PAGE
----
The whole time I thought about what to do with Faun, she seemed to be looking at me as if to say, ďDonít give up on me.Ē It just wasnít her time to go and I had to try one more option.
I noticed that she started to progressively use her leg more, which I took as a good sign..
She was scheduled for surgery on September 18. When the day came, I asked the vet to do one more x-ray before the surgery because I felt that the bone may have improved on its
own. To our relief, they said it had!.
On October 20, Faun had the pin in her leg removed. We were so relieved and happy. We thought the hard part was over and she seemed to be slowly recovering. She was able to
go for short walks and the leg was looking healthier and functional. Then in February, she started to limp again. I took her in for an x-ray to the same vet to make sure the bone setting
wasnít disturbed. The vet couldnít see anything wrong and prescribed some pain medication..
Right after she had her leg checked, I had to unexpectedly leave her to attend a funeral in Michigan. While I was gone Faun didnít improve and she had another accident. She slipped
on the floor and her leg was worse. When I got back home I could tell she was in a lot of pain. I took her back to the same vet for more x-rays. They still didnít see anything wrong
except tissue inflammation; again sending me home with pain killers and antibiotics. I saw no improvement..
After being encouraged by a member of the Greyhound adoption group to take Faun for a second opinion, we had her original x-rays looked at and a whole series of new x-rays done.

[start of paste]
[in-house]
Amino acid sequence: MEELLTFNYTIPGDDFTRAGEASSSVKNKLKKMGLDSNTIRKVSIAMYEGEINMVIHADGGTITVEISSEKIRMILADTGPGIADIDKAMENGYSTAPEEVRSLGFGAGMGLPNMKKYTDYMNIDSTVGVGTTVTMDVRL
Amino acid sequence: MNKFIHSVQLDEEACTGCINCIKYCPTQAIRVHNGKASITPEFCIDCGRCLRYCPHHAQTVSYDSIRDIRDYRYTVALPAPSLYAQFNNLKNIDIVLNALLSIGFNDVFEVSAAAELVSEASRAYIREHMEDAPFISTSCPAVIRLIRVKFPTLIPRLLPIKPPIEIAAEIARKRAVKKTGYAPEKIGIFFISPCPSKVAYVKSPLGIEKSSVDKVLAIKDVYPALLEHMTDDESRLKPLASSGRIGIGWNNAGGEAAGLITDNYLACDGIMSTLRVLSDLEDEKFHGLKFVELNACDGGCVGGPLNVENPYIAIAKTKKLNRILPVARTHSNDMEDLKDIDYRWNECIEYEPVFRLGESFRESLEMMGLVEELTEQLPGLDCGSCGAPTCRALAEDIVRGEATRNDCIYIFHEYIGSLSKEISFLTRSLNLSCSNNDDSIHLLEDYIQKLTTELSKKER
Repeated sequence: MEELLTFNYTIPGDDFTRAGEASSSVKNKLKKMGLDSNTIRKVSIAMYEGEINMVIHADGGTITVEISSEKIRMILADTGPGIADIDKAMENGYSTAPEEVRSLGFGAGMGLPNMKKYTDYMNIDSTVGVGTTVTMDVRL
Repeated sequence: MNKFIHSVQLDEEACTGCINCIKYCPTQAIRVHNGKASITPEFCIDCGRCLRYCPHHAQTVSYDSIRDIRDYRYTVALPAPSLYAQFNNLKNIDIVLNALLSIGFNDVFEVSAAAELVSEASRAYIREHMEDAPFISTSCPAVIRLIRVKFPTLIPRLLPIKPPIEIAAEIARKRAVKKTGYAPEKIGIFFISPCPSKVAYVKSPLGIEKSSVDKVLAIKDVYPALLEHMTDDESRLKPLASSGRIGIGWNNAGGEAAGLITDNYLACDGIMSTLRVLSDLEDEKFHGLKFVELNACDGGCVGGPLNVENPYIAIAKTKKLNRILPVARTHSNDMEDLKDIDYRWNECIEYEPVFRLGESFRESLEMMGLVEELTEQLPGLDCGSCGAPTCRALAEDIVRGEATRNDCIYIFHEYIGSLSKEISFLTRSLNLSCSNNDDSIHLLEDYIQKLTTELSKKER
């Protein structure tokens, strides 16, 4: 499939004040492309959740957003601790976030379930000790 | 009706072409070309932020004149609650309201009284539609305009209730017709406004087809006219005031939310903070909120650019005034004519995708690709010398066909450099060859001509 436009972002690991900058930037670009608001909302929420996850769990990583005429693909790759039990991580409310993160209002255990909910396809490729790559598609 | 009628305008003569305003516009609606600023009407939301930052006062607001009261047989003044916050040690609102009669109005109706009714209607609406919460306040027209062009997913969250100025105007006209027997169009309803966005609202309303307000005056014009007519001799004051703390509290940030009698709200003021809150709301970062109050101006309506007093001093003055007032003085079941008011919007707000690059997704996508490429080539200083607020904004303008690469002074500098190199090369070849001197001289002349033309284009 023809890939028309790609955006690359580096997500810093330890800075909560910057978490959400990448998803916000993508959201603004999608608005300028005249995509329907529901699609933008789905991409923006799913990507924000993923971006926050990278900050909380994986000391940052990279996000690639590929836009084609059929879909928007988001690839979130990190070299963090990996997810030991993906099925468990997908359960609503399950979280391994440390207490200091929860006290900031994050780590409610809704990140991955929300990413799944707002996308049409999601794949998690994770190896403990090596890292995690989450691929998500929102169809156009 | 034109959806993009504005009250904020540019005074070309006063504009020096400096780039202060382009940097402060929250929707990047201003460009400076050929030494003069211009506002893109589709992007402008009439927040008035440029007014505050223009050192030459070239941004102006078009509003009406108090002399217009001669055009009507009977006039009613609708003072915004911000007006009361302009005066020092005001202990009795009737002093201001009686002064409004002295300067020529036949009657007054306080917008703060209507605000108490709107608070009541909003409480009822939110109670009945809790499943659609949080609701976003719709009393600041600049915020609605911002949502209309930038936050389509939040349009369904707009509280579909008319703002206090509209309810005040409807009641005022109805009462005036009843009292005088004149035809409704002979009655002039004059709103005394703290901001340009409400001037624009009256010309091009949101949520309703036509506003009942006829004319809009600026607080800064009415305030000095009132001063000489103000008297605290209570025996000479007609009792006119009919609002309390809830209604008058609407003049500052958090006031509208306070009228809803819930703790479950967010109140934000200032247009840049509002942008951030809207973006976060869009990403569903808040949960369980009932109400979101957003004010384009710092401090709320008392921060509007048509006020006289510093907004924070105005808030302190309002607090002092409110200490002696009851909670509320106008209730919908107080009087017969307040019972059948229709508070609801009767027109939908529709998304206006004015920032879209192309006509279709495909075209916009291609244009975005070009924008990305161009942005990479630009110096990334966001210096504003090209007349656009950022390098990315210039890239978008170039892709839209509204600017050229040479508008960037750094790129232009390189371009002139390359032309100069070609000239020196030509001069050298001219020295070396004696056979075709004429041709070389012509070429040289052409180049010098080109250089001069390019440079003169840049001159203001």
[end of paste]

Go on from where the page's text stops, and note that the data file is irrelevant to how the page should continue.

It was discovered that she did indeed have a slight fracture, but that was the good news. That day I also found out that she had bone cancer. A cancer tumor was actually spotted by
this new vet on the emergency hospitalís original x-ray from July when she mysteriously broke her leg. It was a tiny but deadly weak area in the bone. That would explain the slow bone
growth. I found it quite incredible that she had any recovery period at all and had so much energy. Faun was diagnosed with bone cancer on the evening of March 12 (although it had
begun its deadly invasion months earlier) and she barely made it through the weekend until I had her put down the morning of March 15. Even in all her pain on the last day, she still
enthusiastically jumped into the car excited to be going for a ride. At that moment, she didnít look anything like a cancer victim except for her swollen leg..
Editorís note: Faunís fractures were what are termed ďpathologicĒ in nature Ė this basically means there is underlying disease responsible for the break. This type of fracture should be
suspect when there is nothing to suggest severe trauma having occurred to produce the break. Many veterinarians are aware of the high rate of osteosarcoma in Greyhounds, but it is wise to
mention this to an attending vet anyway. If supplied with an accurate history which suggests there was no severe trauma to the fractured area, a vet should immediately suspect the fracture
could be pathologic in nature and should consider bone cancer when evaluating x-rays and the injury site. Any Greyhound limping and especially if exhibiting swelling in the leg should be closely
scrutinized for the possibility of bone cancer.